A small scalpel is used on clean, dry skin on the forehead, cheeks, chin, nose and neck to remove dead skin cells and facial hair.
The immediate result is brighter, healthier looking skin and smoother makeup application. This technique also encourages cell turnover which leads to fewer wrinkles and dark spots, reduction of acne scarring, and the removal of fine facial hair.
Already an established exfoliation technique used in Asia, dermaplaning is now one of the most requested treatments in New York skin clinics, too. Essentially, the treatment involves using a sterile, surgical-grade scalpel to carefully shave, or scrape, the top-most layer of skin and fine hairs from the face. The concept can sound terrifying, but for many it’s the secret to clear, even, smooth and hair-free skin. It’s an excellent rejuvenation treatment for the skin, and really delivers a youthful, bright complexion.”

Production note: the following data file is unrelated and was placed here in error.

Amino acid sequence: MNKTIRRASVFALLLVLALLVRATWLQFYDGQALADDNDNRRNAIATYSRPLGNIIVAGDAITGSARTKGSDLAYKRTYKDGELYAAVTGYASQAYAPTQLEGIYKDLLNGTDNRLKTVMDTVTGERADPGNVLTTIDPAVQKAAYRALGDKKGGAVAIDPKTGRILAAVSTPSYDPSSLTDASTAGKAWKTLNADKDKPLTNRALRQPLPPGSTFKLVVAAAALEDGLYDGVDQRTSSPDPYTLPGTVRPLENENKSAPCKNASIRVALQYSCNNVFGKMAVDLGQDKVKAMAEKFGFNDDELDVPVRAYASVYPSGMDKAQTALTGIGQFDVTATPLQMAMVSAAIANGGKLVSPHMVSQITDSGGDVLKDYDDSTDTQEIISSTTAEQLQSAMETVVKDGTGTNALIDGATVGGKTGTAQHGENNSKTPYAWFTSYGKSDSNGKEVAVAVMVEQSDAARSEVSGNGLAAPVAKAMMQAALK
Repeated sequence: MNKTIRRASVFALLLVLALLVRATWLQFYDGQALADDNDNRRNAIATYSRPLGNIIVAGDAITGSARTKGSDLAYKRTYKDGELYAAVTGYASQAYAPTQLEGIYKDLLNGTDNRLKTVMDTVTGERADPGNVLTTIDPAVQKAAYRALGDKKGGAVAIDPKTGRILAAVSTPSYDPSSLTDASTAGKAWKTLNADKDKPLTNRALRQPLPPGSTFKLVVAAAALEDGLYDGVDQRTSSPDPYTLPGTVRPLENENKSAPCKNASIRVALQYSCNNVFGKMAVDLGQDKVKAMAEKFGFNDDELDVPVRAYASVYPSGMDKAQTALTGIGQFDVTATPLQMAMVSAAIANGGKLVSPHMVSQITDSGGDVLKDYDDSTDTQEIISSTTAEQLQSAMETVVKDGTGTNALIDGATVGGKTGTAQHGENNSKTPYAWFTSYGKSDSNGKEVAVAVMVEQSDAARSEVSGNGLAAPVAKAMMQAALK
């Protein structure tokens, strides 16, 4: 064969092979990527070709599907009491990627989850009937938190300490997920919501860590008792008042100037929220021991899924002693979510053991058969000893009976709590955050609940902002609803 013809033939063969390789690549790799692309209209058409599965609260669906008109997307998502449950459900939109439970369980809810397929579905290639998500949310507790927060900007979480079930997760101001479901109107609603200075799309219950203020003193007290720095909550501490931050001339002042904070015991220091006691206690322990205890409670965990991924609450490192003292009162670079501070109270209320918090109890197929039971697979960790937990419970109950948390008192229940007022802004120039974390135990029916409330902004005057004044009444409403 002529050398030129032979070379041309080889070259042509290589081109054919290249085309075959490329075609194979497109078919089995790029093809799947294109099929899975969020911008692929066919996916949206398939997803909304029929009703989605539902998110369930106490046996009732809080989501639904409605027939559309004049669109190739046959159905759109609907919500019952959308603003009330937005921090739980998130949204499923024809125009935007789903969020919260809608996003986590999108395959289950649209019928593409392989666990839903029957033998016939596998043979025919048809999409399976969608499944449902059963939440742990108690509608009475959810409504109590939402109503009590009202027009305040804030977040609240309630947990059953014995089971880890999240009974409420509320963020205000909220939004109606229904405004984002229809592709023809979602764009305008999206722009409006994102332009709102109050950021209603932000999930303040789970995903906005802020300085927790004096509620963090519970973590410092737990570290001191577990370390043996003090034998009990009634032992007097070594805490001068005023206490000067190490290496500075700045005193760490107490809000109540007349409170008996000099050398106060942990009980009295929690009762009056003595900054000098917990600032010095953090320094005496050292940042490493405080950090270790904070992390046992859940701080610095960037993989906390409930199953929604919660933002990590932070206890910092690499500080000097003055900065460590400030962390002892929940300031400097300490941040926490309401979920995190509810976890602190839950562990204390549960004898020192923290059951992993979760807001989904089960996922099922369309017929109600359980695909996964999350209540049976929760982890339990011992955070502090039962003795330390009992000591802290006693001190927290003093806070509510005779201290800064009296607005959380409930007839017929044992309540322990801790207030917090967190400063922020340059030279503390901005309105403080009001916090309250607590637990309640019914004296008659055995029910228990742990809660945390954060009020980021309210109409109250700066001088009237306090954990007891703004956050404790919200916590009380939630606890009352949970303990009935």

It can be done on any skin type, say experts, except those with acne. And there’s zero truth to the idea that shaving makes hair grow back darker and coarser. You could do it at home (Shiseido’s pink facial shaving wands are hugely popular all over Asia), but you’d need a photographic-studio level of lighting to pick up the fine hairs, as well as a steady nerve – and hand – so this is one procedure best left to the experts.
Eliminating dead skin cells, pollution buildup and downy hair doesn’t simply create a better base for makeup, it also allows skincare products to sink in more effectively. For the week or so after treatment, your skin will be particularly receptive to anything that you apply, so take advantage and slather on hydrating serums followed by moisturizer. As with any resurfacing treatment, skin will be more at risk from UV, so ensure it’s protected with a good SPF. If you want a deeper exfoliation, follow with a light, acid-based at-home peel. However, this can irritate, so only attempt one after you’ve had a couple of dermaplaning treatments and you understand how your skin reacts.